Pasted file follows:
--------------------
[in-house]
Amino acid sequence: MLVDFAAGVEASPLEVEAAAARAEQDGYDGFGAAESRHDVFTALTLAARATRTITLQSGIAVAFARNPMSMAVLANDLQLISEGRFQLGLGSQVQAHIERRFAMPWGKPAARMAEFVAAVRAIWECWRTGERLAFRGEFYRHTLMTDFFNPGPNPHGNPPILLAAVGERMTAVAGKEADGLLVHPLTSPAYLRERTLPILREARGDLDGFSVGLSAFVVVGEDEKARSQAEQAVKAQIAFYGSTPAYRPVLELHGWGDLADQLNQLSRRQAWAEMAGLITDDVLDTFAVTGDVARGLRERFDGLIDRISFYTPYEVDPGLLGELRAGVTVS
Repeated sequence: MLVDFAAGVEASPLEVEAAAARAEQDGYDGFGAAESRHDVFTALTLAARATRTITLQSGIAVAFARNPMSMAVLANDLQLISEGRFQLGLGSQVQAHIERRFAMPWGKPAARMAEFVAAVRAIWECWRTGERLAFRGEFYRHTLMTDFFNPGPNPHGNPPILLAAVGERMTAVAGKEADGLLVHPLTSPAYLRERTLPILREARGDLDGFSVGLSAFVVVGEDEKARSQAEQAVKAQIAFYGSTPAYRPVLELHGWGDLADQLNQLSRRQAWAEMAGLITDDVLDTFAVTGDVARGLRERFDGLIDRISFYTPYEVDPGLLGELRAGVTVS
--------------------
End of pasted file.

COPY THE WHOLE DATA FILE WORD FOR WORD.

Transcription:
[in-house]
Amino acid sequence: MLVDFAAGVEASPLEVEAAAARAEQDGYDGFGAAESRHDVFTALTLAARATRTITLQSGIAVAFARNPMSMAVLANDLQLISEGRFQLGLGSQVQAHIERRFAMPWGKPAARMAEFVAAVRAIWECWRTGERLAFRGEFYRHTLMTDFFNPGPNPHGNPPILLAAVGERMTAVAGKEADGLLVHPLTSPAYLRERTLPILREARGDLDGFSVGLSAFVVVGEDEKARSQAEQAVKAQIAFYGSTPAYRPVLELHGWGDLADQLNQLSRRQAWAEMAGLITDDVLDTFAVTGDVARGLRERFDGLIDRISFYTPYEVDPGLLGELRAGVTVS
Repeated sequence: MLVDFAAGVEASPLEVEAAAARAEQDGYDGFGAAESRHDVFTALTLAARATRTITLQSGIAVAFARNPMSMAVLANDLQLISEGRFQLGLGSQVQAHIERRFAMPWGKPAARMAEFVAAVRAIWECWRTGERLAFRGEFYRHTLMTDFFNPGPNPHGNPPILLAAVGERMTAVAGKEADGLLVHPLTSPAYLRERTLPILREARGDLDGFSVGLSAFVVVGEDEKARSQAEQAVKAQIAFYGSTPAYRPVLELHGWGDLADQLNQLSRRQAWAEMAGLITDDVLDTFAVTGDVARGLRERFDGLIDRISFYTPYEVDPGLLGELRAGVTVS